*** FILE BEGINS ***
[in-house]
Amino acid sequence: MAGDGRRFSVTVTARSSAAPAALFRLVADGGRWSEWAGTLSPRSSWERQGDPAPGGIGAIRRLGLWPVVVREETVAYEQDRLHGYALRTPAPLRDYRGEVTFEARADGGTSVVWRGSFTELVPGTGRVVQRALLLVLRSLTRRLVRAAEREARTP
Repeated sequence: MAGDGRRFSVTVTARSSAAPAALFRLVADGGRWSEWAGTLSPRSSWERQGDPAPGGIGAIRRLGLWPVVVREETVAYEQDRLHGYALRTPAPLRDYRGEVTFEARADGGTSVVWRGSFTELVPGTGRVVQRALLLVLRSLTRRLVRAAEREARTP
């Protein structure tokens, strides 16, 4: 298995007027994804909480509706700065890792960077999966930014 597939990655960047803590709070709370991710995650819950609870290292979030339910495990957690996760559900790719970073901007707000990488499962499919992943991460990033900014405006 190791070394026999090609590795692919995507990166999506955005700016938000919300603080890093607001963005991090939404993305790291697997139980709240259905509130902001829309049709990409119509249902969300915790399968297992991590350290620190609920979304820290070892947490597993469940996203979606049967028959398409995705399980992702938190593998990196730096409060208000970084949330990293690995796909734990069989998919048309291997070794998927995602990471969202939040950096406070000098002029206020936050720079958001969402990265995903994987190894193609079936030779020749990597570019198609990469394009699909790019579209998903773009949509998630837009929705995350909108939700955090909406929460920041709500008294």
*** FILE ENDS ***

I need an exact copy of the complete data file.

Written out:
[in-house]
Amino acid sequence: MAGDGRRFSVTVTARSSAAPAALFRLVADGGRWSEWAGTLSPRSSWERQGDPAPGGIGAIRRLGLWPVVVREETVAYEQDRLHGYALRTPAPLRDYRGEVTFEARADGGTSVVWRGSFTELVPGTGRVVQRALLLVLRSLTRRLVRAAEREARTP
Repeated sequence: MAGDGRRFSVTVTARSSAAPAALFRLVADGGRWSEWAGTLSPRSSWERQGDPAPGGIGAIRRLGLWPVVVREETVAYEQDRLHGYALRTPAPLRDYRGEVTFEARADGGTSVVWRGSFTELVPGTGRVVQRALLLVLRSLTRRLVRAAEREARTP
């Protein structure tokens, strides 16, 4: 298995007027994804909480509706700065890792960077999966930014 597939990655960047803590709070709370991710995650819950609870290292979030339910495990957690996760559900790719970073901007707000990488499962499919992943991460990033900014405006 190791070394026999090609590795692919995507990166999506955005700016938000919300603080890093607001963005991090939404993305790291697997139980709240259905509130902001829309049709990409119509249902969300915790399968297992991590350290620190609920979304820290070892947490597993469940996203979606049967028959398409995705399980992702938190593998990196730096409060208000970084949330990293690995796909734990069989998919048309291997070794998927995602990471969202939040950096406070000098002029206020936050720079958001969402990265995903994987190894193609079936030779020749990597570019198609990469394009699909790019579209998903773009949509998630837009929705995350909108939700955090909406929460920041709500008294």